2. Water Scarcity Managing water scarcity and adapting farming practices to reduced water supplies with improved irrigation technologies and conservation practices
  3. Biofuels Balancing the demand on global food and energy supplies and ensuring that developing nations also benefit from the use of biofuel
  4. Animal Health Preventing the transmission of disease in livestock and poultry with improved management, investments in vaccine development, and proper application of medications to avoid antibiotic‐resistance
  5. Climate Volatility Responding to climate volatility by adapting agricultural practices and policies to increase carbon sequestration and support ecological resilience to erratic weather, rising temperatures/drought, saltwater intrusion, and shifting plant diseases and pest infestations
  6. Sustainable Agriculture Developing and implementing sustainable agricultural practices (no‐till, crop rotation, integrated pest management, etc.) to combat erosion, desertification and soil depletion and reduce pesticide/herbicide use and minimizing environmental degradation associated with industrial agricultural practices (improved animal waste disposal, conservation buffers, etc.)
  7. Animal Agriculture Implementing sustainable practices for raising livestock and poultry (management intensive grazing, integrated livestock/poultry grazing and poultry/vegetable production systems, fish pond farming systems, etc.)
  8. Spoilage & Waste Reducing spoilage and improving the quality and shelf life of food products with improved food preservation techniques and increased processing capacity (flash‐heating, aseptic processing, freeze drying, bulk storage, etc.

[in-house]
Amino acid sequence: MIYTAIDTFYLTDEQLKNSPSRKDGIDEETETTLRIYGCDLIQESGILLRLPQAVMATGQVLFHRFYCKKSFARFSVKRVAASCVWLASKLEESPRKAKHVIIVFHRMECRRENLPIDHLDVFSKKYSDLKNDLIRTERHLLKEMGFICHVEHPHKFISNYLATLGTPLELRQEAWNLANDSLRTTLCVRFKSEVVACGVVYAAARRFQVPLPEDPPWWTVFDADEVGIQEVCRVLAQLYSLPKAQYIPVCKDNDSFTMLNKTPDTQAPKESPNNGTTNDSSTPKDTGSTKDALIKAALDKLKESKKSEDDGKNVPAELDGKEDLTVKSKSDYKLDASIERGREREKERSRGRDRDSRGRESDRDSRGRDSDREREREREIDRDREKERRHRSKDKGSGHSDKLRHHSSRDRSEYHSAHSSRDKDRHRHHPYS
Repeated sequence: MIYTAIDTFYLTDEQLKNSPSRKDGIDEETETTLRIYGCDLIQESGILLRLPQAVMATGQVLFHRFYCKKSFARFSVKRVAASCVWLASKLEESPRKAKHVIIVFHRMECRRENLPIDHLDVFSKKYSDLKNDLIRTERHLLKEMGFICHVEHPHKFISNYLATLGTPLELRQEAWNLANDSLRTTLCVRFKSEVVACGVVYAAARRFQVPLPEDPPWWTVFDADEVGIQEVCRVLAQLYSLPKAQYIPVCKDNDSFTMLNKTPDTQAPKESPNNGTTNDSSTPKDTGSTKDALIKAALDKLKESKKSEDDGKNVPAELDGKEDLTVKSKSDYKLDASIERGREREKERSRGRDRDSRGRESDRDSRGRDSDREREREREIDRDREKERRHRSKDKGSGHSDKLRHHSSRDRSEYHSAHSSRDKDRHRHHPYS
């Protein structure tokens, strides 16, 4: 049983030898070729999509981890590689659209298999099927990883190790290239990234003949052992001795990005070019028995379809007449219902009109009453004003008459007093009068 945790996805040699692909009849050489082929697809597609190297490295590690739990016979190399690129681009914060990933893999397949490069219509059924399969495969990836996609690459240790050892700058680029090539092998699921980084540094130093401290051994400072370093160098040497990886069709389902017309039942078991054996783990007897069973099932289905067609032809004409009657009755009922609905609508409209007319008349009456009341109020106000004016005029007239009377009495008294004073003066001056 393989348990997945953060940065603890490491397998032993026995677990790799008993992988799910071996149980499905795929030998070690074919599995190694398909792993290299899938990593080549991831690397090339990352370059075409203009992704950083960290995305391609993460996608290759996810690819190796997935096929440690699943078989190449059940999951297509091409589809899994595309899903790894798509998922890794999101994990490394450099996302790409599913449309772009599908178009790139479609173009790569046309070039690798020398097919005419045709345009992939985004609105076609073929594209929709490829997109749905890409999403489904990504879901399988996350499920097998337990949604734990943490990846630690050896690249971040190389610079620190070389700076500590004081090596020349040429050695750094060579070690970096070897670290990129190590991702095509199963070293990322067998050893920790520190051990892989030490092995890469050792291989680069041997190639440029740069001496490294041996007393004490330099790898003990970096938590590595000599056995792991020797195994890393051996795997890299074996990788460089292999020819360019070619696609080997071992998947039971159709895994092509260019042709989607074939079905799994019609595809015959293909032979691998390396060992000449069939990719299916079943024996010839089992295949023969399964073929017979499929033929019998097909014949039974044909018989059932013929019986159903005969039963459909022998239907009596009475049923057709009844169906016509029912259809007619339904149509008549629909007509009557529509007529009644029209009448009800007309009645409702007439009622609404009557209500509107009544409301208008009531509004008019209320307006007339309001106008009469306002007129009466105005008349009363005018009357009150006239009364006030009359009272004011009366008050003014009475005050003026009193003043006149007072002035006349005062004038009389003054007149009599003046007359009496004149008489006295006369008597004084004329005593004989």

9. Water & Sanitation Increasing access to safe, potable water supplies, toilets and pit latrines, and education on proper sanitation/hygiene and food preparation techniques to reduce the transmission of food and water‐borne disease
  10. Dietary Diseases Addressing obesity, heart disease, diabetes, and other dietary diseases through nutrition education, access to nutritious foods, and healthy behavior (dietary diversification, food selection, portion‐size control, exercise, etc.)
  11. Malnutrition Alleviating micro-nutrient deficiencies (iron, vitamin A, iodine, zinc) and protein‐ energy malnutrition through improved access to nutritious food, fortification, supplementation, school‐feeding programs, nutrition education, emergency therapeutic feeding, etc.
  12. Human Diseases Reducing the burden of illness and infectious diseases like HIV/AIDS, Tuberculosis (TB), Malaria, etc., to improve human health and nutrition and raise agricultural production
  13. Demographics Addressing the challenges and opportunities posed by population growth and urbanization
  14. Conflict Resolution Preventing and resolving political and armed conflict with diplomatic initiatives
  15. Human Rights Addressing gender, cultural and economic discrimination and improving access to credit and securing property rights for the poor and marginalized
  16. Education Investing in education, training and extension for improved implementation of agricultural research and technology
  17. Good Governance Reducing corruption by promoting the rule of law, government accountability, democratic principles and transparency
  18. International Trade Removing discriminatory international trade policies to improve market access, promote fair trade and increase economic development
  19. Foreign Aid Assisting vulnerable populations and improving the effectiveness of humanitarian relief and food aid in conflict zones and disaster sites
  20. Farm to Market Improving access to markets through infrastructure development (roads and railways, internet, mobile technologies, electricity)